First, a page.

Likewise, much of the later policies on education have focused on improving the poor infrastructure and developing greater capacity to increase coverage of the educational network. Still, there is little thought given to studying the relevance of the century old educational system in creating the skills needed for a country like Pakistan to progress.

The education system of the west has moved forward and incorporated new techniques and methods for producing critical thinkers; for example, gamification and experiential learning methods in classrooms. On the other hand, Pakistan is still miles behind. The criteria of evaluation in schools still revolves around the reproduction or regurgitation of information, an evaluation method that was used by the British to judge the ‘Englishness’ of ruling Indians. There is little to no attention paid towards developing independent thinking.

The situation is highly alarming. A country of 212 million has shut her eyes towards 60 percent of her population by providing them with a century-old, run-down education system. COVID-19 is a blessing in disguise for the optimists with a vision. The system is shut, and there is room for positive change. The voice of change, like it ran around the nation in 2018, needs to gain momentum in the corridors of power to reform the education system. An immediate step would be to redesign curriculum teaching methodology across all levels of education. The brilliant works of Sir Allama Muhammad Iqbal, or Sir Francis Bacon become only letters on the book if a student is not given the ability to think and reflect on the message. We need to engage students to ask the “why” questions long enough so that they begin to interrogate the authenticity, validity and relevance of the concepts. This brings us to the next piece in the puzzle. The teachers. The question to be asked is not how many teachers we have, rather what the quality of teaching is. Unfortunately, we lack capacity building as well. However, the new wave of adoption of remote learning is an opportunity to train teachers on a mass scale across Pakistan. The use of technology can bring novel methods of teaching like gamification or experiential learning to the children in villages of Pakistan. It might seem a bit ambitious at first, but, with 161 million active mobile users in the country, internet adoption for remote learning can be increased drastically if the right policies are put in place.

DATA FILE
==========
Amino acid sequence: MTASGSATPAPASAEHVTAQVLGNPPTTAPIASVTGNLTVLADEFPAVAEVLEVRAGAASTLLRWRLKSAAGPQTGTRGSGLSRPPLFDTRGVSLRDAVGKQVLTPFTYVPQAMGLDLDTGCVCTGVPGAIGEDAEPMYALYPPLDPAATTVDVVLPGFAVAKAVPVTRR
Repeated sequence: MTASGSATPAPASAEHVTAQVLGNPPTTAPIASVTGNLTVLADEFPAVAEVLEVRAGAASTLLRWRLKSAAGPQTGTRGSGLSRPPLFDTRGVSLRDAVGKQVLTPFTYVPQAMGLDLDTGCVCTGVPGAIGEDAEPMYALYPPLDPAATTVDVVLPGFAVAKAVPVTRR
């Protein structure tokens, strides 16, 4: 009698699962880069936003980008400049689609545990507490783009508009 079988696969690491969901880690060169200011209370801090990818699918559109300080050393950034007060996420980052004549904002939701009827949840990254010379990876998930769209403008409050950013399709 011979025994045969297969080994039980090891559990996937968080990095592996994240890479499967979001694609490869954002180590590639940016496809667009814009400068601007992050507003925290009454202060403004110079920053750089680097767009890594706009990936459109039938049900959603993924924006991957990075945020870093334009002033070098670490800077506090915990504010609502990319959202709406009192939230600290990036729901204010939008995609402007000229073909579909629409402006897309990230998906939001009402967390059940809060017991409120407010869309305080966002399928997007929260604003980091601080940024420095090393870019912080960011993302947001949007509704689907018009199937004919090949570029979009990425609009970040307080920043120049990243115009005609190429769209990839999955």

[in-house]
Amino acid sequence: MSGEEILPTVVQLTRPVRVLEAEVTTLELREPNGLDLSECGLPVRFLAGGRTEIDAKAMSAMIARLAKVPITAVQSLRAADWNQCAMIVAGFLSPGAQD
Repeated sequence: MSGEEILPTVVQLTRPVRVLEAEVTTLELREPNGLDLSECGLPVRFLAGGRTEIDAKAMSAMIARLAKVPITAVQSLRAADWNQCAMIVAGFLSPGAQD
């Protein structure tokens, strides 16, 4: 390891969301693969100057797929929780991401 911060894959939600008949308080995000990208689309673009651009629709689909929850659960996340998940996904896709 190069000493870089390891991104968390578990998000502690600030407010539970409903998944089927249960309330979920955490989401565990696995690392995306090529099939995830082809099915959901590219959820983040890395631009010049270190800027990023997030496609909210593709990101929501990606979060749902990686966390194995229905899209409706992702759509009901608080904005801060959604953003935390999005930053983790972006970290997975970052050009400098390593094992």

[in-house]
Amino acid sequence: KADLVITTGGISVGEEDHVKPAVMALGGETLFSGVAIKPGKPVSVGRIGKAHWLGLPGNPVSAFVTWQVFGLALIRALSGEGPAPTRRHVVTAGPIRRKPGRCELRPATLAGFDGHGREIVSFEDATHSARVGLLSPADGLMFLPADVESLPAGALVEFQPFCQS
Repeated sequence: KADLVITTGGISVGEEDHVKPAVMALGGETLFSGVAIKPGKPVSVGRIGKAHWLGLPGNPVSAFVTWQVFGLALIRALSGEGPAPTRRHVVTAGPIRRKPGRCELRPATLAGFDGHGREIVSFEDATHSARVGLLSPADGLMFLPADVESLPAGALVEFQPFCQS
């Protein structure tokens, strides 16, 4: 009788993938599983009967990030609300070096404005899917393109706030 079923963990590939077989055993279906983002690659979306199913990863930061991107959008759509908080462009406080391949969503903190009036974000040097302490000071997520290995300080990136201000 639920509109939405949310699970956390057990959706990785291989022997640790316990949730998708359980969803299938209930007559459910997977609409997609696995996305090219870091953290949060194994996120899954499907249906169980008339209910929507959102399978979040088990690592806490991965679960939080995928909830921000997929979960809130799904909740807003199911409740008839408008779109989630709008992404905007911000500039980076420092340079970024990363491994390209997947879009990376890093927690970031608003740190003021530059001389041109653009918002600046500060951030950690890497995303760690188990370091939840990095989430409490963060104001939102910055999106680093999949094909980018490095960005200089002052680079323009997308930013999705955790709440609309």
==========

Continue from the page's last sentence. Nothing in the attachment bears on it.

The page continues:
The COVID-19 lockdown is an opportunity that cannot be missed. A lot of decisions need to be made about reforming the educational system to suit the needs of the population of the country. Presently, the system has paused, and it is time to hit the reset button. Sooner or later, someone has to be the Guevara of educational reforms. The environment is ripe to make those hard decisions now. Someone has to put the foot down and do it for the country. Is it going to be sooner, or will we miss the opportunity again? This, only time will tell.

Omar Ashraf

The writer is an educationist, a business coach & training and development consultant. He is currently working at Minhaj University Lahore as Programme Manager for the Executive Education wing.